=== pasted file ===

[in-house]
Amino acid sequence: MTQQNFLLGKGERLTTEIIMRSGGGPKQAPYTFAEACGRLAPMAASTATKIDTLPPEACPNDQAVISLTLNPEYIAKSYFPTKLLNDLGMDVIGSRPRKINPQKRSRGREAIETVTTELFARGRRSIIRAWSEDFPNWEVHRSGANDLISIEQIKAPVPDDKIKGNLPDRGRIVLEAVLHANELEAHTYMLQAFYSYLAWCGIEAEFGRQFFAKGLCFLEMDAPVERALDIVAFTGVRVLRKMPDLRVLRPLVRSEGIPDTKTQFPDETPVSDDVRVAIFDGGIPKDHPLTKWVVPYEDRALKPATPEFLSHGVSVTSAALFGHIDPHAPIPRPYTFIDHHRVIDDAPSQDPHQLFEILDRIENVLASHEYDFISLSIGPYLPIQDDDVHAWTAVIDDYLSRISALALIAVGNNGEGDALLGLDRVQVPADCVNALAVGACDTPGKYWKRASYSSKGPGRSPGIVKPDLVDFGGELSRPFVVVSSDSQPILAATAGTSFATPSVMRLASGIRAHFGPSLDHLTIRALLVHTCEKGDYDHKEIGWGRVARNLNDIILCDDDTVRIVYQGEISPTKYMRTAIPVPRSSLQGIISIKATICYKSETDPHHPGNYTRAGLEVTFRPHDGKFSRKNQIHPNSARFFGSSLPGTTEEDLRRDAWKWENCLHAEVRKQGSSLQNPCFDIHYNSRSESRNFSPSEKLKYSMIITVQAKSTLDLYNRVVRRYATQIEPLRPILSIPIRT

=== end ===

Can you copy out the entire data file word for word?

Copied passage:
[in-house]
Amino acid sequence: MTQQNFLLGKGERLTTEIIMRSGGGPKQAPYTFAEACGRLAPMAASTATKIDTLPPEACPNDQAVISLTLNPEYIAKSYFPTKLLNDLGMDVIGSRPRKINPQKRSRGREAIETVTTELFARGRRSIIRAWSEDFPNWEVHRSGANDLISIEQIKAPVPDDKIKGNLPDRGRIVLEAVLHANELEAHTYMLQAFYSYLAWCGIEAEFGRQFFAKGLCFLEMDAPVERALDIVAFTGVRVLRKMPDLRVLRPLVRSEGIPDTKTQFPDETPVSDDVRVAIFDGGIPKDHPLTKWVVPYEDRALKPATPEFLSHGVSVTSAALFGHIDPHAPIPRPYTFIDHHRVIDDAPSQDPHQLFEILDRIENVLASHEYDFISLSIGPYLPIQDDDVHAWTAVIDDYLSRISALALIAVGNNGEGDALLGLDRVQVPADCVNALAVGACDTPGKYWKRASYSSKGPGRSPGIVKPDLVDFGGELSRPFVVVSSDSQPILAATAGTSFATPSVMRLASGIRAHFGPSLDHLTIRALLVHTCEKGDYDHKEIGWGRVARNLNDIILCDDDTVRIVYQGEISPTKYMRTAIPVPRSSLQGIISIKATICYKSETDPHHPGNYTRAGLEVTFRPHDGKFSRKNQIHPNSARFFGSSLPGTTEEDLRRDAWKWENCLHAEVRKQGSSLQNPCFDIHYNSRSESRNFSPSEKLKYSMIITVQAKSTLDLYNRVVRRYATQIEPLRPILSIPIRT